One of the biggest differences for me after moving to the U.S. was the school system. The schools were a lot bigger with a lot more kids and a lot more variety in classes and resources. I’d never been around so many other students. I also doubt I would have had the opportunity to get involved in organized sports if we wouldn’t have come here.

 

Q—Why did you choose to attend UCSD? How have you changed since your arrived as a freshman? In and out of the water?

 

JERKOVIC—I chose to attend UCSD because of its emphasis on academics, primarily,

but also because of the great history with regards to water polo. Also, of course, because of its great location and friendly environment.

 

Q—How would you describe each of the four seniors on this year?s team---Kyle

Sutterly, Jeremy Randall, Joe Woodring and Jesse Casellini?

 

JERKOVIC—Kyle has grown to become one of my favorite guys on the team and has been a great friend, and roommate, ever since I have known him. Jeremy has

also been a great friend and has definitely helped me adapt socially to the college environment. Joe has been a great role model from the beginning and has motivated me to work harder each day in and out of the water. Jesse, along with Joe, has been a great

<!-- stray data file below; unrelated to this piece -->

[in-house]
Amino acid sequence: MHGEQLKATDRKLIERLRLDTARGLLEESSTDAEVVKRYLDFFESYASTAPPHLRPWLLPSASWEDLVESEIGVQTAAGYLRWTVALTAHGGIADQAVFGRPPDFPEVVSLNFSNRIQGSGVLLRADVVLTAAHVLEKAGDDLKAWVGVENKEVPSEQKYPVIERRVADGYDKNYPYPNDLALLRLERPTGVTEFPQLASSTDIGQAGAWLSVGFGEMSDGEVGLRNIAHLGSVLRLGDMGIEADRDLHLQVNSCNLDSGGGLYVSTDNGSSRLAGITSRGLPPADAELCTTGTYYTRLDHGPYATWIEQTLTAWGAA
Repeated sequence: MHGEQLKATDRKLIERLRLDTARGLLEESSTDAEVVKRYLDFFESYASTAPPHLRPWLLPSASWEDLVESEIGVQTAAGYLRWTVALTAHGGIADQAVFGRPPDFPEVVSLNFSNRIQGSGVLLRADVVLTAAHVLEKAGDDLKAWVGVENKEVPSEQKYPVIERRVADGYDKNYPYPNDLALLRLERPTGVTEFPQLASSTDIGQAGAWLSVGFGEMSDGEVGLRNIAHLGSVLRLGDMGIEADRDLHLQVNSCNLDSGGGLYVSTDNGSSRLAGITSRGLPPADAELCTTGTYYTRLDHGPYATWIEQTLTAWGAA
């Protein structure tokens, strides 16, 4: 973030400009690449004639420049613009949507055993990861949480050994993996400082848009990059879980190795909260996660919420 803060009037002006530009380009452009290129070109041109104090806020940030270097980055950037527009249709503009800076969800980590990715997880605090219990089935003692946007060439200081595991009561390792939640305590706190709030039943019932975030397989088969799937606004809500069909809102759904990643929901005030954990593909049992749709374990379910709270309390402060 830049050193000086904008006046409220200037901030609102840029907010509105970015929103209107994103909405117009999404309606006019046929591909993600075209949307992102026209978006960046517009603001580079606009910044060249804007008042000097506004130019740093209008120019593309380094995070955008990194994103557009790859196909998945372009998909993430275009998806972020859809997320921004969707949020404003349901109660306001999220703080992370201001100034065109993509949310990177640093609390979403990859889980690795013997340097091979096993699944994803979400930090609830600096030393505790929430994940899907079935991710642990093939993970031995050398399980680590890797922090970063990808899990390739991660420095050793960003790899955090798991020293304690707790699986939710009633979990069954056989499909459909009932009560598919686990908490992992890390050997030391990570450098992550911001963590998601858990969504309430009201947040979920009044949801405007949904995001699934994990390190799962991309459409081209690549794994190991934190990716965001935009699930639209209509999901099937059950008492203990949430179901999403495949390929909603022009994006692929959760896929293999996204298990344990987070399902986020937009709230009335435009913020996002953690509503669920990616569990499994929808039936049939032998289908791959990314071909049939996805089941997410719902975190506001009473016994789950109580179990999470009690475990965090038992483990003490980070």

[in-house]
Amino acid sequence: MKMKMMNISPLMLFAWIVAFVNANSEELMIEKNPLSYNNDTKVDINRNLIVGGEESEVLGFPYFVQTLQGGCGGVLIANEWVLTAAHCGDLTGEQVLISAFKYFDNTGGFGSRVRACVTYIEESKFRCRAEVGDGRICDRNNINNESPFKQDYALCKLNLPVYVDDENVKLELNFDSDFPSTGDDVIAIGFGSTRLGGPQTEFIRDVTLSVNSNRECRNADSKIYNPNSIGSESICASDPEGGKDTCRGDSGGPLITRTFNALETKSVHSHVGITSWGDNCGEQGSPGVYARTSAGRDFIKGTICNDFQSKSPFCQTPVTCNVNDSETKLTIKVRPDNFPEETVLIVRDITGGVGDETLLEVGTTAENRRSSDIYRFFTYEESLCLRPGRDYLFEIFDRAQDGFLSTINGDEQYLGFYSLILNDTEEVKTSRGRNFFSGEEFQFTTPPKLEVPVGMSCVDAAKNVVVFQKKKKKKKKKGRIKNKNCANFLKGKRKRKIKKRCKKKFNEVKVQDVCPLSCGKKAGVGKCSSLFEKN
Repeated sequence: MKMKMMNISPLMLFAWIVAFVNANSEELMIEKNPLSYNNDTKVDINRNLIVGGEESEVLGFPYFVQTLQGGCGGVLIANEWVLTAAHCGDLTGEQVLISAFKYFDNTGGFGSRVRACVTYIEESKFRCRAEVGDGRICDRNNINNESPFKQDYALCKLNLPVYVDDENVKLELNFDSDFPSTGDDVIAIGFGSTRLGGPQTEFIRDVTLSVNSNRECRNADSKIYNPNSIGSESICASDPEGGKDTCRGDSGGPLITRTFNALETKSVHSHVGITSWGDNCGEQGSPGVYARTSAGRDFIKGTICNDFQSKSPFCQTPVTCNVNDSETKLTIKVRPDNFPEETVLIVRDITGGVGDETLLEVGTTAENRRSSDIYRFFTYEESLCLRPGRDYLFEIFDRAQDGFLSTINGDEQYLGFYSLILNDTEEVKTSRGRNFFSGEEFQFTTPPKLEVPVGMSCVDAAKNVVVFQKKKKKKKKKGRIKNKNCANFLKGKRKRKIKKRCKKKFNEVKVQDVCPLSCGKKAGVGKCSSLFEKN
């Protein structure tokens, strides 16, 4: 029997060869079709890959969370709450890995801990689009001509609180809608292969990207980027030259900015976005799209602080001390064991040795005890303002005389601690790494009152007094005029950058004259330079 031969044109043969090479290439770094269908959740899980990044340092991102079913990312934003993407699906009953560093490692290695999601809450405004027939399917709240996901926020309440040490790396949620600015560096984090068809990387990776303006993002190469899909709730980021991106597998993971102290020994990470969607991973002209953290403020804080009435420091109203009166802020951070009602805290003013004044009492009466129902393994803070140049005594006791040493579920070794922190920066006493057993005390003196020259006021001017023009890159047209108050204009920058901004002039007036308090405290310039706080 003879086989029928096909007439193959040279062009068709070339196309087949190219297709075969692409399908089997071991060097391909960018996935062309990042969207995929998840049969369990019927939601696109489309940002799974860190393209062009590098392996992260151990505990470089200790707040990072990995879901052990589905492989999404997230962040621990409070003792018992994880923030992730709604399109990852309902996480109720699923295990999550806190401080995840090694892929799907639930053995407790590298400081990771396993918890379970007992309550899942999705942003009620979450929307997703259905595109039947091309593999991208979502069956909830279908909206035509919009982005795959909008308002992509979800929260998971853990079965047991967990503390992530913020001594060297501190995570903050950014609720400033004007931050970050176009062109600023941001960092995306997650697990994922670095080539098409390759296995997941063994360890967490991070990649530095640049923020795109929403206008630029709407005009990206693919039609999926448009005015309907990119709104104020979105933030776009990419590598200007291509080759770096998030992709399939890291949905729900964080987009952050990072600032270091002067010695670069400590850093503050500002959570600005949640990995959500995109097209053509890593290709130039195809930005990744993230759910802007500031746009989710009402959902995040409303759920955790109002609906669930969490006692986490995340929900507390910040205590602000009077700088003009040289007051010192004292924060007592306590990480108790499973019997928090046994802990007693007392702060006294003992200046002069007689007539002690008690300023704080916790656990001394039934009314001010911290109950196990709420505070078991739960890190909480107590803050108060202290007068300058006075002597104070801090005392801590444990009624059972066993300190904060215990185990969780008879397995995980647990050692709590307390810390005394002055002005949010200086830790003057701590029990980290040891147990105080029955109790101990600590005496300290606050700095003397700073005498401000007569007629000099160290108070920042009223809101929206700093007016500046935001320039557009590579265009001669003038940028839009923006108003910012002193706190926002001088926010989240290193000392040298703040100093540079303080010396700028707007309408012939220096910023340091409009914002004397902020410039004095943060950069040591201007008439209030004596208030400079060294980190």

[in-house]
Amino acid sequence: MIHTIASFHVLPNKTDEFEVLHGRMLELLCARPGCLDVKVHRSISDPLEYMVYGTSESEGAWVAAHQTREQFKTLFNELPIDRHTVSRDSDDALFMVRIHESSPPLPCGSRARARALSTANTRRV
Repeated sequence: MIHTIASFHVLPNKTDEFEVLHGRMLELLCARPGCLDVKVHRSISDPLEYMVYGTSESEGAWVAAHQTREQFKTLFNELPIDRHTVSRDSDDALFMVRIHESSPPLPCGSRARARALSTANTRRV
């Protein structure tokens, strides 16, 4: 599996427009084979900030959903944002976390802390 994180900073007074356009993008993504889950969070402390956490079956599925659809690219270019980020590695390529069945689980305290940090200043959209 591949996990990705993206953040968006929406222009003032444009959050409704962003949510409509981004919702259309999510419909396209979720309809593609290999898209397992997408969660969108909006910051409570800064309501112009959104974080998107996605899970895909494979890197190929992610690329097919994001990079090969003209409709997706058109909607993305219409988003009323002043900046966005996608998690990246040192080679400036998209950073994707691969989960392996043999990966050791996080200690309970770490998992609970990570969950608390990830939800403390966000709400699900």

captain as well as a great friend and mentor throughout my first three years at UCSD. I truly believe that I will remain great friends with each of this year’s seniors when the season concludes.

 

Q—What was your feeling when UCSD lost to LMU in last year’s WWPA

Championship game?

 

JERKOVIC—My initial feeling was definite disappointment and a feeling of failure

unlike ever before. However, much of that feeling was felt because of last year’s seniors who worked so hard and did not deserve an unhappy ending such as that one. However, I immediately realized that we would have a chance to avenge that loss soon enough and I believe that this year’s team will help overshadow what happened last year by winning the championship.

 

  

Previous Q&A articles

Caitlin Ryan (Women's Soccer) October 24, 2006

Amber Ries (Women's Volleyball) Sep. 24, 2006

Chase Douglas (Men's Soccer) Sep. 13, 2006

Diane Dunn (Women's Cross Country) Sep. 5, 2006

Jesse Casellini (Men's Water Polo) Sep. 1, 2006

Nicole Courtney (Women's Volleyball) Aug. 18, 2006

Chelsey Campbell (Women's Soccer) Aug. 9, 2006

Dan Holligan  (Men's Cross Country) Aug. 2, 2006)

Tony Salerno (Head Track and Field Coach) - June 8, 2006

Cara Kuebert (Women's Crew) - May 23, 2006

Damian Fante (Baseball) - May 9, 2006

Whitney Johnson (Women's Track and Field) - May 1, 2006

Flynn LaRochelle (Women's Water Polo) - April 27, 2006

Marsha Malinow (Women's Tennis) - April 19, 2006

Steven Oliver (Men's Crew) - April 11, 2006

Brad Libuit (Men's Track and Field) - April 6, 2006

Erik Oijala (Men's Tennis) - March 30, 2006

Jenny Spencer (Softball) - March 20, 2006

David Gomez (Baseball) - March 15, 2006

Hillary Hansen (Women's Basketball) - March 7, 2006

Sophie Levy (Women's Swimming) - February 25, 2006

Henry Patterson (Men's Basketball) - February 18, 2006

Ryan Leake (Baseball) - February 8, 2006

Heidi Runyan (Head Fencing Coach) - February 1, 2006